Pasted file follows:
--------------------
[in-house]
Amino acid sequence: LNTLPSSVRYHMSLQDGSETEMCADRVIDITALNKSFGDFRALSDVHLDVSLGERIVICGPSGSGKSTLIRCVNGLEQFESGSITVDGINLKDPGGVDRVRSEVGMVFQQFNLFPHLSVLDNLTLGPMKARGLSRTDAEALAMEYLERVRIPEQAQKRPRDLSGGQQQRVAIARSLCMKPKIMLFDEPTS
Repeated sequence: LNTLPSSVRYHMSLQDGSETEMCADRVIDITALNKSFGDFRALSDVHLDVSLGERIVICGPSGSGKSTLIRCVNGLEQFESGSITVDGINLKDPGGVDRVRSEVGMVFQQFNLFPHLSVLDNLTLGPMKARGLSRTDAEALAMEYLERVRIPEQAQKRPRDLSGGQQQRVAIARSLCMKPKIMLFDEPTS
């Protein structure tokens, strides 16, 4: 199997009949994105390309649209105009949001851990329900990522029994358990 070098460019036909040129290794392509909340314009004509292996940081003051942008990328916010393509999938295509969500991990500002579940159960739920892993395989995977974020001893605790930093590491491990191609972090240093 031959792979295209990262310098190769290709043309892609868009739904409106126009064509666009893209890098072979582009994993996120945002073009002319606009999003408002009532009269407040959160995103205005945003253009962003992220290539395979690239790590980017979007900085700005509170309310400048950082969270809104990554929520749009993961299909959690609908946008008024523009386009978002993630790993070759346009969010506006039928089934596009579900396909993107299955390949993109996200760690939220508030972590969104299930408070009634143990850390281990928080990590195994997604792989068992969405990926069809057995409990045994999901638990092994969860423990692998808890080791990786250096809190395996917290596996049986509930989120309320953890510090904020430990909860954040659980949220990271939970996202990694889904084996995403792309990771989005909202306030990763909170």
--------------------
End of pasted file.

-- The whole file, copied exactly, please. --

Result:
[in-house]
Amino acid sequence: LNTLPSSVRYHMSLQDGSETEMCADRVIDITALNKSFGDFRALSDVHLDVSLGERIVICGPSGSGKSTLIRCVNGLEQFESGSITVDGINLKDPGGVDRVRSEVGMVFQQFNLFPHLSVLDNLTLGPMKARGLSRTDAEALAMEYLERVRIPEQAQKRPRDLSGGQQQRVAIARSLCMKPKIMLFDEPTS
Repeated sequence: LNTLPSSVRYHMSLQDGSETEMCADRVIDITALNKSFGDFRALSDVHLDVSLGERIVICGPSGSGKSTLIRCVNGLEQFESGSITVDGINLKDPGGVDRVRSEVGMVFQQFNLFPHLSVLDNLTLGPMKARGLSRTDAEALAMEYLERVRIPEQAQKRPRDLSGGQQQRVAIARSLCMKPKIMLFDEPTS
């Protein structure tokens, strides 16, 4: 199997009949994105390309649209105009949001851990329900990522029994358990 070098460019036909040129290794392509909340314009004509292996940081003051942008990328916010393509999938295509969500991990500002579940159960739920892993395989995977974020001893605790930093590491491990191609972090240093 031959792979295209990262310098190769290709043309892609868009739904409106126009064509666009893209890098072979582009994993996120945002073009002319606009999003408002009532009269407040959160995103205005945003253009962003992220290539395979690239790590980017979007900085700005509170309310400048950082969270809104990554929520749009993961299909959690609908946008008024523009386009978002993630790993070759346009969010506006039928089934596009579900396909993107299955390949993109996200760690939220508030972590969104299930408070009634143990850390281990928080990590195994997604792989068992969405990926069809057995409990045994999901638990092994969860423990692998808890080791990786250096809190395996917290596996049986509930989120309320953890510090904020430990909860954040659980949220990271939970996202990694889904084996995403792309990771989005909202306030990763909170």